industry." Thisbiingsto view a compre
hensive principle. Generally, the same ob
jection obtains lo the gaming, or circula
tion of money in any other way, without
intermediate labor or industry. Specula
lion may bo successful but the money ac
quired not being the result of labor, will be
less valuable either to the public or the pos
sessor. And whenever by fraud, or even
by bargain, money i wrung from the ne
cessities of another without a proper equiv
alent, the moral sense of tho oppressing
party receives a shock, and he loses with,
himself more in character ihari he gains in
capital. Labor without profit is often bet
ter than profit without labor. Labor is
suited to the moral as weTl as the physical
constitution of man, it is necessary to his
moral as well as to his physical health.
Without it, he win either be a savage des
pising accumulation, or a sucker on the vi
tals of socicly, fattening on iho lifeblood of
others, and dull with plethorn, while the
victims of his sordid gluttony are fainting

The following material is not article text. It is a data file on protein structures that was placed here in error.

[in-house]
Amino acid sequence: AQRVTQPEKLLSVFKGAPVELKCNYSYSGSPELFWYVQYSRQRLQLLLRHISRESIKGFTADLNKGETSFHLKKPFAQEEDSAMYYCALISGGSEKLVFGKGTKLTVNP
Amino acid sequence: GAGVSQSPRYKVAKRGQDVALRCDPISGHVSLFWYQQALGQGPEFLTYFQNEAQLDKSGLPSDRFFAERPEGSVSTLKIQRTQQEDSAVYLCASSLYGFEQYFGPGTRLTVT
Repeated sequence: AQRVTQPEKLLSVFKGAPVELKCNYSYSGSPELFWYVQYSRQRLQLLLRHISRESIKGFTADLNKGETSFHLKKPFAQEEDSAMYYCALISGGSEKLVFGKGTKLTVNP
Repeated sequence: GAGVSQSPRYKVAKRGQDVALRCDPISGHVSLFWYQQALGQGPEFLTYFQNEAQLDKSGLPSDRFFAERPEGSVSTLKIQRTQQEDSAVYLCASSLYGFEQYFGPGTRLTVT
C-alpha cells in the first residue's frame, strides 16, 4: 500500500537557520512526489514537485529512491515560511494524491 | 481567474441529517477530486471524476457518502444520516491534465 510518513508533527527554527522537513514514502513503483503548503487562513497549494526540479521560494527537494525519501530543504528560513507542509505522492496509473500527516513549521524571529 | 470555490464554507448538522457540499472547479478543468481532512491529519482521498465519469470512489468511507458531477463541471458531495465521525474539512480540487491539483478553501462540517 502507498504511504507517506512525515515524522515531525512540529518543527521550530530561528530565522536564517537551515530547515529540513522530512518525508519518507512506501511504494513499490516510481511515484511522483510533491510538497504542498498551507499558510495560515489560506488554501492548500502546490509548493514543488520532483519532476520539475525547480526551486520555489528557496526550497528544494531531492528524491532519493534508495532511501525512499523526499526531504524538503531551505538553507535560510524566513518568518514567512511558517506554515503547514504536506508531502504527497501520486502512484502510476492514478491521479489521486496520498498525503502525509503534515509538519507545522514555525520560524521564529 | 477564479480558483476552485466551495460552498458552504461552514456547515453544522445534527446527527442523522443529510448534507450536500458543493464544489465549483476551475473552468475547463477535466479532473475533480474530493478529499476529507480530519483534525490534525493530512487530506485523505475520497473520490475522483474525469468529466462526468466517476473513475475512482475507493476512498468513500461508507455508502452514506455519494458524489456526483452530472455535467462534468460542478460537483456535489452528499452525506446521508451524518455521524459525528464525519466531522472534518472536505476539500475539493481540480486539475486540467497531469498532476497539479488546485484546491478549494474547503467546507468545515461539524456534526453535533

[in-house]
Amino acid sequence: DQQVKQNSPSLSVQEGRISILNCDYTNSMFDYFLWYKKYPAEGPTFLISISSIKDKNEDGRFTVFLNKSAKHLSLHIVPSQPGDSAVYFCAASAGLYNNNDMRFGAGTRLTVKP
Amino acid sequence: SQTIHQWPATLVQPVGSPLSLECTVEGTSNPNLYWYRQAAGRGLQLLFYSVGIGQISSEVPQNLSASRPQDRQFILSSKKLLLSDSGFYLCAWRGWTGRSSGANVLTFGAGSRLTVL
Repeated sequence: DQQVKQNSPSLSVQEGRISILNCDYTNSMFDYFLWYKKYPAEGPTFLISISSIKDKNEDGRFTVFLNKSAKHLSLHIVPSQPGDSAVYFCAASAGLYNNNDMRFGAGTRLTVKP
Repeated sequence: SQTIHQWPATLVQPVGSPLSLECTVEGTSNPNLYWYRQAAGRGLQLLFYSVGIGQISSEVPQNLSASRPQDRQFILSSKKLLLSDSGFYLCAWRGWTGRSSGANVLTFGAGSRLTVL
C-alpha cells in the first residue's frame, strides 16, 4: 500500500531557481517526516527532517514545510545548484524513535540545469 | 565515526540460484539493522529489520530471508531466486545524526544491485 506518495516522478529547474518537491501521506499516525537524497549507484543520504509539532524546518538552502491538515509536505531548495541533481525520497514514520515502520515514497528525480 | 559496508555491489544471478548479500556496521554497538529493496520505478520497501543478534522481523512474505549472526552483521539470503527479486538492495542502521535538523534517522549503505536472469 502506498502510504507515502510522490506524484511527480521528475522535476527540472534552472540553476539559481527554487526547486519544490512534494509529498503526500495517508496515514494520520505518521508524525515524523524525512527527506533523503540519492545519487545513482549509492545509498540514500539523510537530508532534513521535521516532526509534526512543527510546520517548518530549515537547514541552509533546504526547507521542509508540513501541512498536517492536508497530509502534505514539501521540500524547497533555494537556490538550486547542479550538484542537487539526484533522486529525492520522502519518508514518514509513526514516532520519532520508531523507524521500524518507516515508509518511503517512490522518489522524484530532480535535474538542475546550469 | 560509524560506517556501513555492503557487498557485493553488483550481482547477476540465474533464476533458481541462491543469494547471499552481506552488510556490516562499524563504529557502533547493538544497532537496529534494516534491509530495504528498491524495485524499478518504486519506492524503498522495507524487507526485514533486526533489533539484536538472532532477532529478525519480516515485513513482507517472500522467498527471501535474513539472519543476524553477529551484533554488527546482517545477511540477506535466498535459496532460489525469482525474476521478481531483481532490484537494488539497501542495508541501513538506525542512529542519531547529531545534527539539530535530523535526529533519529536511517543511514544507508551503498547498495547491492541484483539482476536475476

That man is wise, and regards the physi
cal constitution of his nature, who earns
his own bread by his own labor; personaf,
if not manual labor. He is unwise and '
disregards all experience and all historv.
. rf ,
who trains his sons to rely on the results of
his labors or estate, which may be soon
squandered in the practice of idle and ex
pensive habits, and leave them doubly poor
by contrast and a false education. Reve
lation in God's word accords wiih revela
tion in his works. Both appoint and re
quire that man shall procure his bread by
the sweat of his brow. The man who con
tradicts cither fights against God, and finds
his proper punishment promptly rendered.
Lassitude, ennui, and insanity, or dissipa
tion, follow in rapid succession.
We think, naturally and of necessity. It
is surprising how much may be acquired
by directing this thought lo some conccn.
Dated, consecutive course of investigation.
If we attempt one thing at a time, and at
ways something, by single steps we pass over
distances and surmount difficulties Which
might well frighten bold men in the aggre
gate. The fable ol the snail that outstrip
ped the hare is full of sound instruction. It
is not by fitful leaps', but by steady perse
vering labor thai men are commonly made
great either in wealth or intellect. Tl
mechanic that is always in his shop will be
easily found by those who are seeking his
services, If he is always at work; he will
Concluded on Fourth a